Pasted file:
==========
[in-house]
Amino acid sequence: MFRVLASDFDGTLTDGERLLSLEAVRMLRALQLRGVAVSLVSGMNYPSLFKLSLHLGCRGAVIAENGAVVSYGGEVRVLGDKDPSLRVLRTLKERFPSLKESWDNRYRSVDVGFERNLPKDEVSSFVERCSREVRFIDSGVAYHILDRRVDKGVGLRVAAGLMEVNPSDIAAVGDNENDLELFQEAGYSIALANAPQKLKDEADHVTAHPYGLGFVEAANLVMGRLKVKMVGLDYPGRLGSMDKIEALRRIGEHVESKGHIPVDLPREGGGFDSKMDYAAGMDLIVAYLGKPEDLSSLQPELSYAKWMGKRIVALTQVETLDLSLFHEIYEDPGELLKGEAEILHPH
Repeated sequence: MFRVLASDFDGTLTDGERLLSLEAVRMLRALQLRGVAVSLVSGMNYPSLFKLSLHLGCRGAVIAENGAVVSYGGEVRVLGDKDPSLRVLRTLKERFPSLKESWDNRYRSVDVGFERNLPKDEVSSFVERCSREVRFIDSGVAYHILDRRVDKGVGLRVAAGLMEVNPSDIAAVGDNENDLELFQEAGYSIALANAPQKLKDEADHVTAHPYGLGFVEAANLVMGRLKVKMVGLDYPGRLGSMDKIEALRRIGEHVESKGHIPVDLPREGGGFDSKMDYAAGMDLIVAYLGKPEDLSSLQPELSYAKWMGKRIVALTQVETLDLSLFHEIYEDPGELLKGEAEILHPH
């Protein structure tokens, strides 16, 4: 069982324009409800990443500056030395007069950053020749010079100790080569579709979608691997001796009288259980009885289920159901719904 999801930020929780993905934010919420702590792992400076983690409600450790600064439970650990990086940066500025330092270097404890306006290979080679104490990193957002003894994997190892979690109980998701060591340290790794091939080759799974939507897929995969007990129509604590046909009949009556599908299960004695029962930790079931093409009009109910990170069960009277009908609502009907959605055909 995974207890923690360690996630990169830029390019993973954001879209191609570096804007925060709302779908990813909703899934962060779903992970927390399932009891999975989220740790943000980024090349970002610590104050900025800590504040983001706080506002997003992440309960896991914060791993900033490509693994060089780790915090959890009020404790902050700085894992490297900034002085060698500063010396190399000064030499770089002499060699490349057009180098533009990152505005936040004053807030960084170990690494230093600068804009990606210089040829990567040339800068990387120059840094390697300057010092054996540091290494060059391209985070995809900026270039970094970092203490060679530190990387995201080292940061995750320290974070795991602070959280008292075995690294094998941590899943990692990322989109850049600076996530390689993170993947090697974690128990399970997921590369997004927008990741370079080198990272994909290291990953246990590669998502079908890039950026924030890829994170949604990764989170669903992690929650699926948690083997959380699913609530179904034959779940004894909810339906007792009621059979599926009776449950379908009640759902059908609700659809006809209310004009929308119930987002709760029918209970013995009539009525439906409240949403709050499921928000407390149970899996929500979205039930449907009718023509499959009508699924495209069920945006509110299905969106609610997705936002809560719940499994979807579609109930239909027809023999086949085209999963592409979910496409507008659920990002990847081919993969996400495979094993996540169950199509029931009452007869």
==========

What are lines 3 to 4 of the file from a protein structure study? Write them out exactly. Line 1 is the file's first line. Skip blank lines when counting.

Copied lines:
Repeated sequence: MFRVLASDFDGTLTDGERLLSLEAVRMLRALQLRGVAVSLVSGMNYPSLFKLSLHLGCRGAVIAENGAVVSYGGEVRVLGDKDPSLRVLRTLKERFPSLKESWDNRYRSVDVGFERNLPKDEVSSFVERCSREVRFIDSGVAYHILDRRVDKGVGLRVAAGLMEVNPSDIAAVGDNENDLELFQEAGYSIALANAPQKLKDEADHVTAHPYGLGFVEAANLVMGRLKVKMVGLDYPGRLGSMDKIEALRRIGEHVESKGHIPVDLPREGGGFDSKMDYAAGMDLIVAYLGKPEDLSSLQPELSYAKWMGKRIVALTQVETLDLSLFHEIYEDPGELLKGEAEILHPH
């Protein structure tokens, strides 16, 4: 069982324009409800990443500056030395007069950053020749010079100790080569579709979608691997001796009288259980009885289920159901719904 999801930020929780993905934010919420702590792992400076983690409600450790600064439970650990990086940066500025330092270097404890306006290979080679104490990193957002003894994997190892979690109980998701060591340290790794091939080759799974939507897929995969007990129509604590046909009949009556599908299960004695029962930790079931093409009009109910990170069960009277009908609502009907959605055909 995974207890923690360690996630990169830029390019993973954001879209191609570096804007925060709302779908990813909703899934962060779903992970927390399932009891999975989220740790943000980024090349970002610590104050900025800590504040983001706080506002997003992440309960896991914060791993900033490509693994060089780790915090959890009020404790902050700085894992490297900034002085060698500063010396190399000064030499770089002499060699490349057009180098533009990152505005936040004053807030960084170990690494230093600068804009990606210089040829990567040339800068990387120059840094390697300057010092054996540091290494060059391209985070995809900026270039970094970092203490060679530190990387995201080292940061995750320290974070795991602070959280008292075995690294094998941590899943990692990322989109850049600076996530390689993170993947090697974690128990399970997921590369997004927008990741370079080198990272994909290291990953246990590669998502079908890039950026924030890829994170949604990764989170669903992690929650699926948690083997959380699913609530179904034959779940004894909810339906007792009621059979599926009776449950379908009640759902059908609700659809006809209310004009929308119930987002709760029918209970013995009539009525439906409240949403709050499921928000407390149970899996929500979205039930449907009718023509499959009508699924495209069920945006509110299905969106609610997705936002809560719940499994979807579609109930239909027809023999086949085209999963592409979910496409507008659920990002990847081919993969996400495979094993996540169950199509029931009452007869």